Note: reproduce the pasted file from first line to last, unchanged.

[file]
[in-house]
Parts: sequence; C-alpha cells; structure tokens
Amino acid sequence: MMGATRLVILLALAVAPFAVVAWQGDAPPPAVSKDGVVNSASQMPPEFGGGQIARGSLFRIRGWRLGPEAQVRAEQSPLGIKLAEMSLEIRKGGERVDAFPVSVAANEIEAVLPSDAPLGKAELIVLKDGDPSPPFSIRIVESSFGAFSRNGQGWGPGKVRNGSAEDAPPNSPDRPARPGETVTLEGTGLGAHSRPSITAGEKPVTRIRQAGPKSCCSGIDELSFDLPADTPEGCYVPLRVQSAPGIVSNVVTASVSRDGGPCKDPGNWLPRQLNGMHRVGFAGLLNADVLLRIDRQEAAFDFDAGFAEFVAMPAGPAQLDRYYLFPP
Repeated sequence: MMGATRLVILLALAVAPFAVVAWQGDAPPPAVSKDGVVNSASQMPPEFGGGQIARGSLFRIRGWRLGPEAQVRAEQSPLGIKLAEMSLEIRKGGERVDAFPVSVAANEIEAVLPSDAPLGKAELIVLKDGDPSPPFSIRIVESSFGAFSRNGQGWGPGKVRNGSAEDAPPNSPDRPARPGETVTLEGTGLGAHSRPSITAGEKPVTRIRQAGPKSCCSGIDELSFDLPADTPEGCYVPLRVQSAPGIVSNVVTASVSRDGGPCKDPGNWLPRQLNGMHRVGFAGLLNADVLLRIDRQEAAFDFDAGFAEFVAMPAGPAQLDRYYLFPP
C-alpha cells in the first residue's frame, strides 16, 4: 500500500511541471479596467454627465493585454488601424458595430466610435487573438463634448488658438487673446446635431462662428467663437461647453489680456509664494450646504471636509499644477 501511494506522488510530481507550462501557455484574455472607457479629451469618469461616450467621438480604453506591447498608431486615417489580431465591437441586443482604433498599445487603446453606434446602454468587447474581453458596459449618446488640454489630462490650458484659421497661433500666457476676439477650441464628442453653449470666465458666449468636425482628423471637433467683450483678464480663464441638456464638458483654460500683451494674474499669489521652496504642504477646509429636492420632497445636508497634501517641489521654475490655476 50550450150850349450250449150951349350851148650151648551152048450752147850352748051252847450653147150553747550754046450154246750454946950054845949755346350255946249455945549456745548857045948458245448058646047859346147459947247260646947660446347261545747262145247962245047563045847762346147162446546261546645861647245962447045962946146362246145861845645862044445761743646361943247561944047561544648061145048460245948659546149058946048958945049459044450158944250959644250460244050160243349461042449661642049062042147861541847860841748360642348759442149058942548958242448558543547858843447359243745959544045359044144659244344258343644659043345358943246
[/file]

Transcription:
[in-house]
Parts: sequence; C-alpha cells; structure tokens
Amino acid sequence: MMGATRLVILLALAVAPFAVVAWQGDAPPPAVSKDGVVNSASQMPPEFGGGQIARGSLFRIRGWRLGPEAQVRAEQSPLGIKLAEMSLEIRKGGERVDAFPVSVAANEIEAVLPSDAPLGKAELIVLKDGDPSPPFSIRIVESSFGAFSRNGQGWGPGKVRNGSAEDAPPNSPDRPARPGETVTLEGTGLGAHSRPSITAGEKPVTRIRQAGPKSCCSGIDELSFDLPADTPEGCYVPLRVQSAPGIVSNVVTASVSRDGGPCKDPGNWLPRQLNGMHRVGFAGLLNADVLLRIDRQEAAFDFDAGFAEFVAMPAGPAQLDRYYLFPP
Repeated sequence: MMGATRLVILLALAVAPFAVVAWQGDAPPPAVSKDGVVNSASQMPPEFGGGQIARGSLFRIRGWRLGPEAQVRAEQSPLGIKLAEMSLEIRKGGERVDAFPVSVAANEIEAVLPSDAPLGKAELIVLKDGDPSPPFSIRIVESSFGAFSRNGQGWGPGKVRNGSAEDAPPNSPDRPARPGETVTLEGTGLGAHSRPSITAGEKPVTRIRQAGPKSCCSGIDELSFDLPADTPEGCYVPLRVQSAPGIVSNVVTASVSRDGGPCKDPGNWLPRQLNGMHRVGFAGLLNADVLLRIDRQEAAFDFDAGFAEFVAMPAGPAQLDRYYLFPP
C-alpha cells in the first residue's frame, strides 16, 4: 500500500511541471479596467454627465493585454488601424458595430466610435487573438463634448488658438487673446446635431462662428467663437461647453489680456509664494450646504471636509499644477 501511494506522488510530481507550462501557455484574455472607457479629451469618469461616450467621438480604453506591447498608431486615417489580431465591437441586443482604433498599445487603446453606434446602454468587447474581453458596459449618446488640454489630462490650458484659421497661433500666457476676439477650441464628442453653449470666465458666449468636425482628423471637433467683450483678464480663464441638456464638458483654460500683451494674474499669489521652496504642504477646509429636492420632497445636508497634501517641489521654475490655476 50550450150850349450250449150951349350851148650151648551152048450752147850352748051252847450653147150553747550754046450154246750454946950054845949755346350255946249455945549456745548857045948458245448058646047859346147459947247260646947660446347261545747262145247962245047563045847762346147162446546261546645861647245962447045962946146362246145861845645862044445761743646361943247561944047561544648061145048460245948659546149058946048958945049459044450158944250959644250460244050160243349461042449661642049062042147861541847860841748360642348759442149058942548958242448558543547858843447359243745959544045359044144659244344258343644659043345358943246